When looking for foam tubing grips, consider looking for a set with a variety of sizes so you can use them for multiple items. Different colors can also help you better identify your personal care items.
Check out these affordable foam tubing grip sets:
Getting dressed might be difficult when you have RA, especially if you’re experiencing inflammation and pain in your hands that may make seemingly “simple” tasks, such as buttoning a shirt or putting on shoes, more challenging.
Consider the following types of devices that might help you maintain your independence and ease comfort while getting dressed:
Dressing sticks are designed to help you put on shirts, jackets, and pants with ease. This might help relieve pain when gripping clothing items with your fingers and thumbs. Look for a device that comes with multiple cup hooks, such as this best-seller from Royal Medical Solutions.
Depending on your needs, you may also consider a multipurpose dressing stick and shoehorn, such as this 35-inch highly rated model by JJDParts.
Zipper pulls and button fasteners
Gripping a tiny metal zipper and pulling it up and down your jacket or pants may become increasingly difficult with RA, just as dealing with buttons might feel too painful.
While zipper or button-free clothing items can be helpful if you have a dressing stick, you may still need to deal with the occasional zipper or button on your favorite clothing items.
Sock aids and shoehorns
Pulling on socks or compression stockings might be challenging with RA. Consider this sock aid with foam handles, designed to help make the process less painful.
Also, just as you might need help pulling on your socks, you may want to try aids for easier removal, too. Check out this removal sock aid made by Royal Medical Solutions.
While slide-on shoes and slippers tend to be easier with RA, you may still need to put on dress shoes, boots, or sneakers. A long-handled shoehorn designed for arthritis, such as this one, might help.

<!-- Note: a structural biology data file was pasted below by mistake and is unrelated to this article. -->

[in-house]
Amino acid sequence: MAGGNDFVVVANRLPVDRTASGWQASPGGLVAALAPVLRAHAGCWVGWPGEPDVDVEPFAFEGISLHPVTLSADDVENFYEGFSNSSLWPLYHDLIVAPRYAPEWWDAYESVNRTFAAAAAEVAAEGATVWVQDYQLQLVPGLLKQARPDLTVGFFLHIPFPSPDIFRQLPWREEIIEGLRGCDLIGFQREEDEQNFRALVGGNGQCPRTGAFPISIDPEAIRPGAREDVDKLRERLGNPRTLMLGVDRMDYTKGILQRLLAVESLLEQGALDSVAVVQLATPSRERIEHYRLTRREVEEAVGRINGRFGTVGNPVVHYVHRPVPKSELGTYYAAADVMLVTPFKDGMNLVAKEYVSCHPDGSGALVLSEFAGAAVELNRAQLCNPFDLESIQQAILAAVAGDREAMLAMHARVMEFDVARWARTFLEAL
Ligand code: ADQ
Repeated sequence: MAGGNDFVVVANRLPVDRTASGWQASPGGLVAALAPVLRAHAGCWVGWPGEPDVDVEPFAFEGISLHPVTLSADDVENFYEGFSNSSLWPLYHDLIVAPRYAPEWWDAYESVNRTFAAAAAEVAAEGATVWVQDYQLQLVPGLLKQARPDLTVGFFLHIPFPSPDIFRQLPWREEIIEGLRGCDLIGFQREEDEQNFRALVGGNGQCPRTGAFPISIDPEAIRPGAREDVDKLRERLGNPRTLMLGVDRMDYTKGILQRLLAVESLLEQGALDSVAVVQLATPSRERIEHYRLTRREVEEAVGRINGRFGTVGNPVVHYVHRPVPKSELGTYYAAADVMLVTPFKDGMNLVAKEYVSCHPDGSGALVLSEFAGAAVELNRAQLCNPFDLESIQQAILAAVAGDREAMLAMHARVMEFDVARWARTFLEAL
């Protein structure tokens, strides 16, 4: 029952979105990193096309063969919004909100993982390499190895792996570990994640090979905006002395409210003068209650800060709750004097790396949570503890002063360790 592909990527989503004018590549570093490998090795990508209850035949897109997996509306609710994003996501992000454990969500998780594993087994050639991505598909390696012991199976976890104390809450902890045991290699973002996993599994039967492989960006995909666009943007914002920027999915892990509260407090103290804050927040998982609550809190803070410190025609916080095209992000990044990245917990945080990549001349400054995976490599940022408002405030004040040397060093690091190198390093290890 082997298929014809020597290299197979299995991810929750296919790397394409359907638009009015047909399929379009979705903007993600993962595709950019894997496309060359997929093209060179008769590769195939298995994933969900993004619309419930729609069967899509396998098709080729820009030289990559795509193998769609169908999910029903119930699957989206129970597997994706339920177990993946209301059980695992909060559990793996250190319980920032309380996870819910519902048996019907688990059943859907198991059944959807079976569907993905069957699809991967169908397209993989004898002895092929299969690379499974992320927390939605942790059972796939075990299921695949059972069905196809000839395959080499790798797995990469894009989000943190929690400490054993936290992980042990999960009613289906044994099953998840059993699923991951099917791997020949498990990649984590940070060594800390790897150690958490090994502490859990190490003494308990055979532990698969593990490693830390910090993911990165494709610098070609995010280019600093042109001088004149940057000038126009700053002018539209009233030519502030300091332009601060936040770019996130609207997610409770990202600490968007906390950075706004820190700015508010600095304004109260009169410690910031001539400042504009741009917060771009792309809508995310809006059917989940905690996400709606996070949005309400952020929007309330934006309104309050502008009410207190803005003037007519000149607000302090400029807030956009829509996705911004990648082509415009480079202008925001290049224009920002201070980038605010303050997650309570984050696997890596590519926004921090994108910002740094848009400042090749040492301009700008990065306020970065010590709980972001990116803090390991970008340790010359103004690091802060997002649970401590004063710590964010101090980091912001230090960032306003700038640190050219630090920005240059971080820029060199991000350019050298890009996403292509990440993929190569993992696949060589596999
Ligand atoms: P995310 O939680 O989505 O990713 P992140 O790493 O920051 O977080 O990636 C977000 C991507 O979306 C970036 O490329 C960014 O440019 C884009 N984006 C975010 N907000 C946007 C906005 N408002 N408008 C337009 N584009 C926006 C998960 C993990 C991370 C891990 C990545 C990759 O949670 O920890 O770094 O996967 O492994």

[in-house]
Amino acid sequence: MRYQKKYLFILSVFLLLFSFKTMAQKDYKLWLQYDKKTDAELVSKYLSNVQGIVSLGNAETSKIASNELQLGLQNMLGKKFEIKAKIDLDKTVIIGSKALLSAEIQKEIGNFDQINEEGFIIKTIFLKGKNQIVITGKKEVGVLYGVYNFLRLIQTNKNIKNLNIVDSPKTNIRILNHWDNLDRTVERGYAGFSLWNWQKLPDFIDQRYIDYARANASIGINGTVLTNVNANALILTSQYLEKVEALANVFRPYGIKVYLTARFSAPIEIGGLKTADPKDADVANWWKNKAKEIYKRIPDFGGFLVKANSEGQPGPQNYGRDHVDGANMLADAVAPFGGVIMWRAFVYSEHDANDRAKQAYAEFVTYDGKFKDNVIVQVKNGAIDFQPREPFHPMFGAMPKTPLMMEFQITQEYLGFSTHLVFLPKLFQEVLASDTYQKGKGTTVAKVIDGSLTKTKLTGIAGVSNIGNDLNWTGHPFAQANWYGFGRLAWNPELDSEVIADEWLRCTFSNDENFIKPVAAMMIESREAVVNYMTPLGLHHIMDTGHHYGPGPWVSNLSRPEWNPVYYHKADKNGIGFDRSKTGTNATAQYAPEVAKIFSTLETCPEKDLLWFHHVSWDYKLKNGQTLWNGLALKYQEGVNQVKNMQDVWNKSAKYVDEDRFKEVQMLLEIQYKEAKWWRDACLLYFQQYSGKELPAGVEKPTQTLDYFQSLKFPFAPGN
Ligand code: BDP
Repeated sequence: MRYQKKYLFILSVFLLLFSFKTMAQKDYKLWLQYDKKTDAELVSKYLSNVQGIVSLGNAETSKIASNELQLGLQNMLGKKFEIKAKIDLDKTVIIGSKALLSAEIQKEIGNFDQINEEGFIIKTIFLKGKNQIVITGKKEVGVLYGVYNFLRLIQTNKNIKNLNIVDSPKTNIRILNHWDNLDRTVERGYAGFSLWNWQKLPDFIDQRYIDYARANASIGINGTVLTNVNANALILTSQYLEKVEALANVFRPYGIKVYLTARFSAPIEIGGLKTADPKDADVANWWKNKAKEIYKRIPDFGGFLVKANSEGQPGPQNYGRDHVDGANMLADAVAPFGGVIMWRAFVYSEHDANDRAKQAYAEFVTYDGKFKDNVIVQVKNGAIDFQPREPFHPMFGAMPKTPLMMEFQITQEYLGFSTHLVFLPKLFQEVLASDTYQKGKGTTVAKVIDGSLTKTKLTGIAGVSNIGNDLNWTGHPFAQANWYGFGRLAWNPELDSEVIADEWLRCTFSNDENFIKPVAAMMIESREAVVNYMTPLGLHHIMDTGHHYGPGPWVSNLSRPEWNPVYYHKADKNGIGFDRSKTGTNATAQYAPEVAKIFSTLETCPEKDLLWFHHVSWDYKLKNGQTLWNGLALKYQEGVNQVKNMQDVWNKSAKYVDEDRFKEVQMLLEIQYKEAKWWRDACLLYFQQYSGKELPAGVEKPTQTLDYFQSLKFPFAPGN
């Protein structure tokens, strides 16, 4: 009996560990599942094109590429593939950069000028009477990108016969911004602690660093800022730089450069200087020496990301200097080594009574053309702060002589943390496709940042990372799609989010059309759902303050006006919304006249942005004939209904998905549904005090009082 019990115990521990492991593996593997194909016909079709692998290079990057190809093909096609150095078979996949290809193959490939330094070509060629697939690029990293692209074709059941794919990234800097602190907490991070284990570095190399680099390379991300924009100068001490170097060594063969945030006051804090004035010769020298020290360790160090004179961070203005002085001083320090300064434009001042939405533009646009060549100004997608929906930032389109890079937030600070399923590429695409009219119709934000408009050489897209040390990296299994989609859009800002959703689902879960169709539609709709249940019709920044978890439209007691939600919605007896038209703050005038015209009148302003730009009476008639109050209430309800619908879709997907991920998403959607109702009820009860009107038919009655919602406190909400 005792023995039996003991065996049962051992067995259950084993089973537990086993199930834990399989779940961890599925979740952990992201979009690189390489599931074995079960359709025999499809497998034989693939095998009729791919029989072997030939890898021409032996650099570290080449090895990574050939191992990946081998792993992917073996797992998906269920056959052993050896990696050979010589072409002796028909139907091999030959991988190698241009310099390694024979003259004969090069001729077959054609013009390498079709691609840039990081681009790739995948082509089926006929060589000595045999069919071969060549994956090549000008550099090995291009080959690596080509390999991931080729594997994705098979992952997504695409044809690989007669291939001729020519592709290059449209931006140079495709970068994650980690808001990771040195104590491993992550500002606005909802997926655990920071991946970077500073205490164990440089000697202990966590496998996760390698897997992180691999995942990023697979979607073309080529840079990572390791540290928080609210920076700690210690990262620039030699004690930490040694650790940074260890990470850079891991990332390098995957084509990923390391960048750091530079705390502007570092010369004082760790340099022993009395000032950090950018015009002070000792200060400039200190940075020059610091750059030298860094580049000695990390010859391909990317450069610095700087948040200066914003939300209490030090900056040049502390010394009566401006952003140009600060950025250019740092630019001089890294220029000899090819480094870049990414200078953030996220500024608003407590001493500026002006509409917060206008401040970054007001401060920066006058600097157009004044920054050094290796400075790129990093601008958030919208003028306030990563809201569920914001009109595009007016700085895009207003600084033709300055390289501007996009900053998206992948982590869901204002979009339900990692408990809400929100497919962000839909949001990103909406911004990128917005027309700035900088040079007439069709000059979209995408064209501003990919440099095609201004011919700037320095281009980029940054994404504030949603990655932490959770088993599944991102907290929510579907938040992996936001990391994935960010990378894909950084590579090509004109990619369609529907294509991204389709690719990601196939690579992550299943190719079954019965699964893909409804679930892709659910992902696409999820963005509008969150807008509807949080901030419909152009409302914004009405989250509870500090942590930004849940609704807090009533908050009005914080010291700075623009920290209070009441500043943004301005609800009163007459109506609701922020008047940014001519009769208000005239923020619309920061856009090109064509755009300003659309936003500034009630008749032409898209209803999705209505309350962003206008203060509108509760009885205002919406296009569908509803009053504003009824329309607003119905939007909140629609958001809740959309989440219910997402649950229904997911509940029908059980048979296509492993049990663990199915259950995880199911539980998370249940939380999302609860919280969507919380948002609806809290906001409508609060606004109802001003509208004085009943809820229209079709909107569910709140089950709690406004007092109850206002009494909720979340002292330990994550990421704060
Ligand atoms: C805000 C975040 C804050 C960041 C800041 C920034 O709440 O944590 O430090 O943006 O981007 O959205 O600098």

Aside from devices that may help you eat, groom yourself, and get dressed, there are other types of aids that might make other everyday tasks easier. These can include assistive devices in the kitchen, bathroom, and living room, such as:
- Reaching tools are designed for picking up items with ease, and for giving your hands support while cleaning. Look for long-handled grabber-reachers, such as this highly rated version from Royal Medical Solutions.
- Kitchen aids might help you open cans, bottles, and jars, such as this multipurpose set from Kagdida.
- Smart home options, such as light switches and thermostats, are designed for you to control them with your smart device.
When you’re experiencing an RA flare in your hands, you may want to consider having supportive items designed to help you complete everyday tasks safely and with less pain. This can include compression gloves made to reduce inflammation, as well as a variety of assistive devices.
You may also consider telling your doctor about different tasks that may be uncomfortable due to hand and finger joint pain. In addition to your treatment plan, they may refer you to an occupational therapist for support.